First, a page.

Ben Willmore’s 5 Photoshop Tips to Make Your Travel Photos Pop
In honor of my class, Travel Photography: The Complete Guide, I’m sharing my top 5 Photoshop tips that every travel photographer – no matter your skill level – should have a solid handle on.
1. Use a Vignette
When people look at images, their eyes are naturally drawn to the bright areas. Therefore, darkening the edges of your image will cause the viewer’s eye to be drawn into the middle of the image, toward your subject. The easiest way to add a vignette is in Adobe Camera RAW (which is part of Photoshop). With your photo open in Camera RAW, click on the Effects tab (fx) on the right side of the interface. In the set of sliders called “Post Crop Vignetting,” drag the Amount slider to the left. The farther you drag the slider to the left, the more extreme the edge darkening effect will be
2. Use Levels for Contrast
Many images, especially those shot when the light was dull, can benefit from a boost in contrast. You can easily accomplish this by using a Levels Adjustment Layer. With your photo open in Photoshop, create a Levels Adjustment Layer by using the Adjustment Layer menu at the bottom of the Layers Panel. With the Levels dialog box open, drag the black slider (located under the histogram) to the right to make the blacks in your image darker and more rich. Drag the whites slider to the left to make the brights brighter. Images with true blacks and true whites often times have more visual interest, so this technique is great to keep in your bag of tricks.
3. High Pass Sharpening
You’ve heard of extreme sports. Well, this is what I’d call extreme sharpening. It’s not appropriate for all subjects, but it can be very useful for drawing attention to specific areas of a photo (a person’s eyes, for example). With your image open in Photoshop, duplicate your background layer by either dragging it to the New Layer icon at the bottom of the Layers Panel or by hitting Command+J. With the duplicate layer active, use the Blending Mode dropdown menu at the top of the Layers Panel and set the blending mode to Overlay. The image will look strange for now, but that’s temporary. Next, go to the menu at the top of Photoshop’s interface and choose Filter>Other>High Pass. There is just one slider to work with in the High Pass dialog box and you’ll want to keep it at a relatively low setting — somewhere between 5 and 15. Look at how the fine detail in your image is affected as you move that slider. When you’ve found a setting you like, click OK. Now, there is a good chance that you’ll only want to apply this sharpening to PART of your image, so you may have to use a Layer Mask to hide the parts you don’t want affected and reveal the parts that you do want affected. You can learn more about how to do this with one of our great Photoshop tutorials.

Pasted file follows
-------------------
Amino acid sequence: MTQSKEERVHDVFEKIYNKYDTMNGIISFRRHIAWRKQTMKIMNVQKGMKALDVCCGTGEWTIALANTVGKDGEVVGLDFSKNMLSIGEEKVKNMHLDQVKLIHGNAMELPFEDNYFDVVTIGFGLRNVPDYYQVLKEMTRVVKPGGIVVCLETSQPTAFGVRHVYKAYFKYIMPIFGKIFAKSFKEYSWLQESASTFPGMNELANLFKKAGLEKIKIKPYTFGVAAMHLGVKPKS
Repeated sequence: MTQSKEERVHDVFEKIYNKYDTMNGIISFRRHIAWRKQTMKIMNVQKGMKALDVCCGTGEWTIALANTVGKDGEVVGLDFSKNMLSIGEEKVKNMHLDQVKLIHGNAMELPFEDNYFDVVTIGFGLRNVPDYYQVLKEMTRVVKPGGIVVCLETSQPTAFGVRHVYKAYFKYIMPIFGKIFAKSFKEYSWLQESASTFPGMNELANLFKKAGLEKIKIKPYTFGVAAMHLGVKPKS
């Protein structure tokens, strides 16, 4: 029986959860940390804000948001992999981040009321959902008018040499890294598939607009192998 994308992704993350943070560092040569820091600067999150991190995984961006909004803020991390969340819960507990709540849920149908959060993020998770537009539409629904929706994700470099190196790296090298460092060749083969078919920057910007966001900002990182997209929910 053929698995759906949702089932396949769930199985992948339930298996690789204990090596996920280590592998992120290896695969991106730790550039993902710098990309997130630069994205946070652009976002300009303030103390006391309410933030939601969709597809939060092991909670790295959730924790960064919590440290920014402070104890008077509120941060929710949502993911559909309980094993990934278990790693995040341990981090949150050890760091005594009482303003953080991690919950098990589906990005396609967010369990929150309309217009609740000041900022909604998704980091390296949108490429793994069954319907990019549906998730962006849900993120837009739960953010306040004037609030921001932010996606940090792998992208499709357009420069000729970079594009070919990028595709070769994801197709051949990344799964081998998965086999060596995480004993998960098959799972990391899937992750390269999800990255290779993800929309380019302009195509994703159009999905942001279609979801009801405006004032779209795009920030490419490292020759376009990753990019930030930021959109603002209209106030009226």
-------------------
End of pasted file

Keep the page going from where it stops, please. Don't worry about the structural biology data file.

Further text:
*Note: If your image turns into a funky gray embossed-looking mess when you apply the High Pass Filter, that is because the layer duplicate has NOT been set to Overlay mode. All that means is that after you hit OK, you will have to go to the Blending Options dropdown menu and choose Overlay.
4. Selective Saturation
Another thing that people’s eyes are drawn to is color. If you want your subject to really stand out in an image, you can make it more colorful than the background and everything else. One way of accomplishing this is to use a Black and White Adjustment Layer. Open your image in Photoshop and create a Black and White Adjustment Layer by selecting it from the Adjustment Layer menu at the bottom of the Layers Panel. It will make your image look black and white. Next, use the Paintbrush Tool and paint with black on the mask that was automatically added to the adjustment layer. (You’ll need to make sure that the mask is active. You’ll know that it is active when there are little brackets around the mask’s thumbnail in the Layers Panel.) Since painting with black will hide the desaturation effect, you will be painting over everything in your image that you want really colorful (your subject, most likely). When you’re done, your subject will be in color and everything else will be in grayscale. If you didn’t want that dramatic of an effect, lower the opacity of the Black and White Adjustment Layer at the top of the Layers panel to bring back some of the color in the background of your image.
5. Vibrance Instead of Saturation
Making your image more colorful can help to make it “pop”. I often stay away from sliders that are labeled Saturation because they have the tendency to cause colorful objects to look artificial. When an image contains colorful subjects, consider using a Vibrance adjustment to boost the color. Vibrance will concentrate on boosting the color of the not-so-colorful areas and will make less of a change to areas that area already vividly colorful. Therefore, Vibrance is a great way to make your colors pop without going too far. Vibrance also attempts to protect skin tones to ensure that they don’t get overdone.
Put these Photoshop Tips to use while following along with Ben Willmore’s upcoming Photoshop Bootcamp! Sign up now for free! It airs June 6th!
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